Skip to main content

Astronomical position without observed altitude of the celestial body

  • Zvonimir Lušić (a1)

The basis of all recommended methods for obtaining position by using celestial bodies is the known altitude of the celestial body being observed. Accordingly, it is necessary to have a sextant, classic or with an artificial horizon, or some other device that can measure altitude. However, there is a way to obtain position using astronomical navigation without determining the altitude of a celestial body, and this method will be analysed in this paper. The introduced method requires only precise measurement of the azimuth, and is based on determining two positions close to the dead reckoning position and lying on the isoazimuthal curve, i.e. a curve of the same great circle azimuths of a celestial body. Furthermore, the model assumes that a part of this curve, between the selected positions, can be replaced by a straight line. Special attention will be given to the analysis of errors of the line of position for various azimuth errors and various dead reckoning (assumed) positions. It will also be shown how a modern Electronic Chart Display and Information System (ECDIS) can help in approximate position determination, knowing only the azimuths of celestial bodies.

Corresponding author
Hide All
Benković F., Piškorec M., Lako Lj., Čepelak K. and Stajić D. (1986). Terestrička i elektronska navigacija. [in Croatian, Terrestrial and electronic navigation]. Split: Hidrografski Institut Ratne mornarice.
Bowditch N. (2002). The American Practical Navigator. Bethesda, Maryland: DMAHTC; Brown's Nautical Almanac, 2015.
Coolen E. (1987). Nicholls's Concise Guide to Navigation - Volume 1. 10th ed. Glasgow: Brown, Son & Ferguson Ltd.
Čumbelić P. (1990). Astronomska navigacija II [in Croatian, Astronomical Navigation II]. Pomorski fakultet u Dubrovniku, Dubrovnik.
Flexner W.W. (1943). Azimuth Line of Position. The American Mathematical Monthly, 50(8), Mathematical Association of America, 475484. doi:10.2307/2304185.
Hohenkerk C., Kemp J. and Nibbs B. (2012). Astro Navigation Remembered. The Journal of Navigation, 65, 381395.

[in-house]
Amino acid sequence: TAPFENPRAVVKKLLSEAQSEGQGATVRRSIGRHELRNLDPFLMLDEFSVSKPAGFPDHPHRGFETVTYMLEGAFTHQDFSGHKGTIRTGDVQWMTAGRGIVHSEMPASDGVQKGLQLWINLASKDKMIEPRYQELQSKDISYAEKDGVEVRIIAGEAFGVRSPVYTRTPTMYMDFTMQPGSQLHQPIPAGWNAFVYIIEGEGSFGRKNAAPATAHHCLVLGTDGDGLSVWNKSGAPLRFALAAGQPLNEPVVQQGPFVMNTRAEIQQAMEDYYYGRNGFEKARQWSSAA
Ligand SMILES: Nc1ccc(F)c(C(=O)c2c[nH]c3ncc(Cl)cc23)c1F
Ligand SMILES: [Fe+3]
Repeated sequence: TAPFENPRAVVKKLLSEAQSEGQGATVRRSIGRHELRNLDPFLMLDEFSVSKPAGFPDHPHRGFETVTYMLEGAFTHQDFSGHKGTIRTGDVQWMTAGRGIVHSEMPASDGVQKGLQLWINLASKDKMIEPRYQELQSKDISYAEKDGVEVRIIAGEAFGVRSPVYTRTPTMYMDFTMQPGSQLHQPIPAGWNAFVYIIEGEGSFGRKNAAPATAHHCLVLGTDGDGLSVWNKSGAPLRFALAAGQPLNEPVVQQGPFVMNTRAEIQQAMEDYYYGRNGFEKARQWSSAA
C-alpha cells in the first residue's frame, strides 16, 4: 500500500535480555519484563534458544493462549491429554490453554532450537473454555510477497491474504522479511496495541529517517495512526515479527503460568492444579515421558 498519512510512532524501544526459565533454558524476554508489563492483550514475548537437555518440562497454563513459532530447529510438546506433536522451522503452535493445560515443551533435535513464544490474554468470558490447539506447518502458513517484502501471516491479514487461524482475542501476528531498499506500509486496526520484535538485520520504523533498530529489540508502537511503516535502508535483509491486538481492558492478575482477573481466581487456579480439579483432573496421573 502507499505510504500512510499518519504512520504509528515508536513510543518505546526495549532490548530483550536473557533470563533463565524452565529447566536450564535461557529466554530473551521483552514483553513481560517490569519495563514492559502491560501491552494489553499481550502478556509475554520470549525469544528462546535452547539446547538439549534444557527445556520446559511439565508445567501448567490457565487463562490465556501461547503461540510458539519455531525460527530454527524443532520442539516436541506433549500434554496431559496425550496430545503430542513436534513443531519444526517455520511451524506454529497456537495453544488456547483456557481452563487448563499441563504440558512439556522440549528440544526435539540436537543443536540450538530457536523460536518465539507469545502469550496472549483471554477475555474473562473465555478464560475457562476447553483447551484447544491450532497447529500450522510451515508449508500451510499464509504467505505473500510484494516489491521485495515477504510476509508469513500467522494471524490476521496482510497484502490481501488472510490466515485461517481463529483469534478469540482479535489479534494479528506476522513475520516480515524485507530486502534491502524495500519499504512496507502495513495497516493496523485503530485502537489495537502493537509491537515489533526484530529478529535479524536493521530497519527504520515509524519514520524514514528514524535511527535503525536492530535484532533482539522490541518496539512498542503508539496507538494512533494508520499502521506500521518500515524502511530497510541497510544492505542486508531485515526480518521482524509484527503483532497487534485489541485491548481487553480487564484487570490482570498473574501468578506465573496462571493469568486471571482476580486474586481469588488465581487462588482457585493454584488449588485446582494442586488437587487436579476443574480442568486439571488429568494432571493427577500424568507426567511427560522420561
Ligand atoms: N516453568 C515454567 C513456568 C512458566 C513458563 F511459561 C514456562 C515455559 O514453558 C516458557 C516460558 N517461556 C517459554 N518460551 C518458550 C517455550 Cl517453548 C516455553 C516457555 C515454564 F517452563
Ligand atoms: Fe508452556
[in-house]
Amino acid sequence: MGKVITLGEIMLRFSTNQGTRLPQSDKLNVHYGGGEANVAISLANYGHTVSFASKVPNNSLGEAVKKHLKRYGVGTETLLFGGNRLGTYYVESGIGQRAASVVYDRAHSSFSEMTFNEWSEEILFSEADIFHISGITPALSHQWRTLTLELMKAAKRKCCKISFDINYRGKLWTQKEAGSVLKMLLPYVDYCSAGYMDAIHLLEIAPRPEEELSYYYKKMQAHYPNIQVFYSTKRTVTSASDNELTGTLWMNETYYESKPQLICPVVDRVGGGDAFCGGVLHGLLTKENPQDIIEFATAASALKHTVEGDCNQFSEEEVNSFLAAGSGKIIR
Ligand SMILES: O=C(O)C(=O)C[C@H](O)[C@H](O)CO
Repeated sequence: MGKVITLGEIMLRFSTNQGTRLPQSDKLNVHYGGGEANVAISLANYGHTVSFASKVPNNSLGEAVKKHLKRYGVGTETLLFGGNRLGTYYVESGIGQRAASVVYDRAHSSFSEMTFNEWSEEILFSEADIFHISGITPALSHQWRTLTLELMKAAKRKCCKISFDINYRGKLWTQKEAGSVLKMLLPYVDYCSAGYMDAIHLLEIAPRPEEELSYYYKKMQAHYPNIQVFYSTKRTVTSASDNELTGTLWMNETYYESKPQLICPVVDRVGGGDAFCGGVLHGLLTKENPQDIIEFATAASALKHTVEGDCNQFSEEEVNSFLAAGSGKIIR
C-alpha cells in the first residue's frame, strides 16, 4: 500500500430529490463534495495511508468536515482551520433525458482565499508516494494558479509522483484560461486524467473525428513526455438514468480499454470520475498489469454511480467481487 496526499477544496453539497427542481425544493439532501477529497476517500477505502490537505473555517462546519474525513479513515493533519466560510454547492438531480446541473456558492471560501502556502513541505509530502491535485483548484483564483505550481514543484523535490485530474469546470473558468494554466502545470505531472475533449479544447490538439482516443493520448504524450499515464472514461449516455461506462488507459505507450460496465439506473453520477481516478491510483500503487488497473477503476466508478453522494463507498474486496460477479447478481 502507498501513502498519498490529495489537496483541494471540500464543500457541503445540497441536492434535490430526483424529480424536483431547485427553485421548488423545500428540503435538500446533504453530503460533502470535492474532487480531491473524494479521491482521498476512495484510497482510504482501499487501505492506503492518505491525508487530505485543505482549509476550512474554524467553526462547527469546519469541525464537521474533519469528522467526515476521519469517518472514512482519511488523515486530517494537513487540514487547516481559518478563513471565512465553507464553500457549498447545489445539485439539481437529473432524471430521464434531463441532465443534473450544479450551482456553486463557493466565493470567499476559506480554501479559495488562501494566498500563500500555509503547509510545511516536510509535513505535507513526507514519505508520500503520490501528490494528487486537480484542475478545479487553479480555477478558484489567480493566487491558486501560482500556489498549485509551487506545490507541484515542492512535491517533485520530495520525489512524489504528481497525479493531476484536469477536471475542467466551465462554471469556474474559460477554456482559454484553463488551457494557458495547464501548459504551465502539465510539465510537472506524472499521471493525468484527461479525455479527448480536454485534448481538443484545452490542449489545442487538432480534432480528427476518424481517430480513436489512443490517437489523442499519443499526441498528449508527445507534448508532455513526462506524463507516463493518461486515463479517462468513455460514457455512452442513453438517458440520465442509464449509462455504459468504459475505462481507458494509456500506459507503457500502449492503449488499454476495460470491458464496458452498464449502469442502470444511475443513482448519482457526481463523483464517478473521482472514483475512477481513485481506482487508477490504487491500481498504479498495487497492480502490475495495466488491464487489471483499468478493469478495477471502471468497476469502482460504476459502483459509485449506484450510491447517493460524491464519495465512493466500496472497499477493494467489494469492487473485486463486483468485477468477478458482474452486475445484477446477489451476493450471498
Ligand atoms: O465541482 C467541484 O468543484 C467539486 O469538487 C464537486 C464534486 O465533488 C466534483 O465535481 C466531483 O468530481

Lipovac M.Š. (1981). Astronomska navigacija [in Croatian, Astronomical Navigation]. Hidrografski institut Jugoslavenske ratne mornarice, Split.
Malkin R. (2014). Understanding the accuracy of Astro Navigation. The Journal of Navigation, 67, 6381.
MGC. (2014). MGC R3-Product Sheet-Gyro Compass and INS, Kongsberg. (
Tablice Nautičke. (1984). [in Croatian, Nautical Tables]. Hidrografski institut Ratne mornarice, Split.
Norie's Nautical Tables. (1991). Imray Laurie Norie and Wilson Ltd., St Ives, Cambridgeshire.
STCW. (2011). The International Convention on Standards of Training, Certification and Watchkeeping for Seafarers (STCW) - including Manila Amendments (2011). International Maritime Organization.
Raytheon. (2012). Operator manual-STD 22 GYRO COMPASS (2012). RaytheonAnschützGmbH. (
SkyMate. (2016). SkyMate Pro, Ver.2.0
Transas ECDIS. (2010). Transas Navi-Sailor ECDIS simulator.
Xu B., Liu Y., Shan W., Zhang Y. and Wang G. (2014). Error Analysis and Compensation of Gyrocompass Alignment for SINS on Moving Base. Mathematical Problems in Engineering 2014, 18 pages (
Recommend this journal

Email your librarian or administrator to recommend adding this journal to your organisation's collection.

The Journal of Navigation
  • ISSN: 0373-4633
  • EISSN: 1469-7785
  • URL: /core/journals/journal-of-navigation
Please enter your name
Please enter a valid email address
Who would you like to send this to? *



Full text views

Total number of HTML views: 1
Total number of PDF views: 26 *
Loading metrics...

Abstract views

Total abstract views: 123 *
Loading metrics...

* Views captured on Cambridge Core between 11th October 2017 - 17th December 2017. This data will be updated every 24 hours.